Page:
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Mature-age MTS?

More By Marian Guthrie

I’m in my 50s but feel as though I’m living the life of a 20 something. What I mean is, I’ve made some decisions that traditionally are more in keeping with a 20 something. But I don’t mind breaking with tradition. And once-upon-a-time I did make those same decisions. You see, at 54 I’m studying part-time at Moore College while doing part-time MTS. It’s taken since 1990 to zig-zag my way here.

Zig

1990. I was planning, along with my husband, to go into ministry. We had a trajectory. We would work together to do God’s work wherever He took us, to be faithful ministers of God’s word, to grow the kingdom. I’d already changed trajectories once, and incurred my father’s wrath, by swapping my studies from accountancy to nursing so that I could be better equipped to be a missionary. But I faltered. I was scared. It had taken courage to tell my parents of my plans to become a missionary. Now it took greater courage to admit to my husband that I couldn’t go to theological college. I just couldn’t do it. I was comfortable in my life. And I’m ashamed to admit, I didn’t trust that my Heavenly Father could or would provide all my needs. Fear was an impenetrable force.

I was planning, along with my husband, to go into ministry … But I faltered. I was scared.

Our plans no longer aligned. Without complaint, for my sake and for the sake of our marriage, my husband adjusted his plans. Our trajectory zig-zagged.

We continued to work and for years we served in our church: church treasurer, warden, parish councillor, Bible study leaders, creche helper, serving on the women’s committee, praying in church, reading the Bible in church, singing in church. In those years we raised our children and I dabbled with teachers’ aide-ing and at the age of 48 I undertook a BA.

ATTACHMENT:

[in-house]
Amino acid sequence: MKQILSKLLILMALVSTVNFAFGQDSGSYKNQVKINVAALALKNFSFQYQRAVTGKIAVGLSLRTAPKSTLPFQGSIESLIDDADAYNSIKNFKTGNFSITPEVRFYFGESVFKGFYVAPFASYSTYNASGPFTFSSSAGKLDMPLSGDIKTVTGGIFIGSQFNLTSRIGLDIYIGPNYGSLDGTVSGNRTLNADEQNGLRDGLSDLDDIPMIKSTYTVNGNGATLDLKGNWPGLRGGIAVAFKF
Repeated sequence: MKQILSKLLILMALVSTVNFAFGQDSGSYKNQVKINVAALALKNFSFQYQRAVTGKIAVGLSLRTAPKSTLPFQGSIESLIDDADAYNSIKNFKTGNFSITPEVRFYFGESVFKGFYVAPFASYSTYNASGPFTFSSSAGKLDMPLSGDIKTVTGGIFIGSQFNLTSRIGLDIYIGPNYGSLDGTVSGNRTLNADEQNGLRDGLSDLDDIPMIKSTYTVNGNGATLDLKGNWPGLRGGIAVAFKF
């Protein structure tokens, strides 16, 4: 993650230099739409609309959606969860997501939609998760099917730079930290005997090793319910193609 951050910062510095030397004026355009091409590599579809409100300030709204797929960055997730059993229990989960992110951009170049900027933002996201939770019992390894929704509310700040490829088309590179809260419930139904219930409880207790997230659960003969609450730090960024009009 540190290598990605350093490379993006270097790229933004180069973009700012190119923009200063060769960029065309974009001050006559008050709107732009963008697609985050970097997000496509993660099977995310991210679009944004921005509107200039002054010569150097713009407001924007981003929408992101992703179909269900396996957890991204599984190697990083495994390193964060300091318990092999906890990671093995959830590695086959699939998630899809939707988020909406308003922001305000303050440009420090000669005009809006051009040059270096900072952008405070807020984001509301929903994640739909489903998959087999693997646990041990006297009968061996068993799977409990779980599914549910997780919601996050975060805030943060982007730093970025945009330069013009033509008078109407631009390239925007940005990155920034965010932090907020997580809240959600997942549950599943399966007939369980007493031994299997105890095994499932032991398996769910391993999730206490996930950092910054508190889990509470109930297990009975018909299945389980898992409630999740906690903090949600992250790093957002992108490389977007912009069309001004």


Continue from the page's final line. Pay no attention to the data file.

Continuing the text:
The Pummelling

All the while, bit by bit, God was teaching me to trust him more and more.  Through the loss of our very first baby, he carried me. Through watching my husband struggle to extricate himself from a business, God carried us both.

The years 2013-14 slammed into me like a cyclone. I was battered, buffeted and beaten as our son wrestled with depression. It seemed that God was pummelling me—yet through it he was yelling, “TRUST ME!!”

He was my lifeline, and Psalm 62:8 became my solace:

Trust in Him at all times, O people;
Pour out your heart before Him;
God is a refuge for us.

Through that time, God carried us all.

Zag

2018 came. It appeared that our trajectory was set on a course towards comfortable retirement in ten years’ time, on the south coast or in the Blue Mountains, either would do. 

Then: “I don’t want to be an accountant forever,” my husband said, “What if we moved somewhere regional to be useful in a church … somewhere, I’m not sure where, yet … I could work part-time.”

I time-travelled back to 1990. The desire to do God’s work wherever he took us; to be faithful ministers of God’s word—to grow the kingdom—rekindled. I knew now that I could trust God implicitly, and without hesitation I agreed.

Our trajectory zig-zagged.  Again.

By 2020 we’d decided that some theological study and ministry experience would be valuable before we embarked on our next zig-zag. But was our timing 30 years off?  I felt age-conscious and conspicuous as I started first on MTS, followed a month later by Moore College.

When I voiced my doubts to a very dear friend who’s witnessed my zig-zagging over the years, she said, “God doesn’t make mistakes and He’s very patient! God’s timing’s perfect, Marian. He’s taken that time to prepare you.”

At 54, I don’t have the vim and verve of a 20-something. But in 1990 I didn’t have the wisdom nor the depth of faith I now have.

At 54, I don’t have the vim and verve of a 20-something, and I’m not as much of an independent agent. Like any MTS-er there’ve been some wobbly moments. Yet, I’m starting to see that age is an advantage. Don’t hear me justifying my choice to disrupt our plans all those years ago, but in 1990, I didn’t have the wisdom nor the depth of faith I now have.

With my husband, I’m looking forward to the next zig-zag, another trajectory. That’s the beauty of trusting fully in my Heavenly Father. I’m excited.

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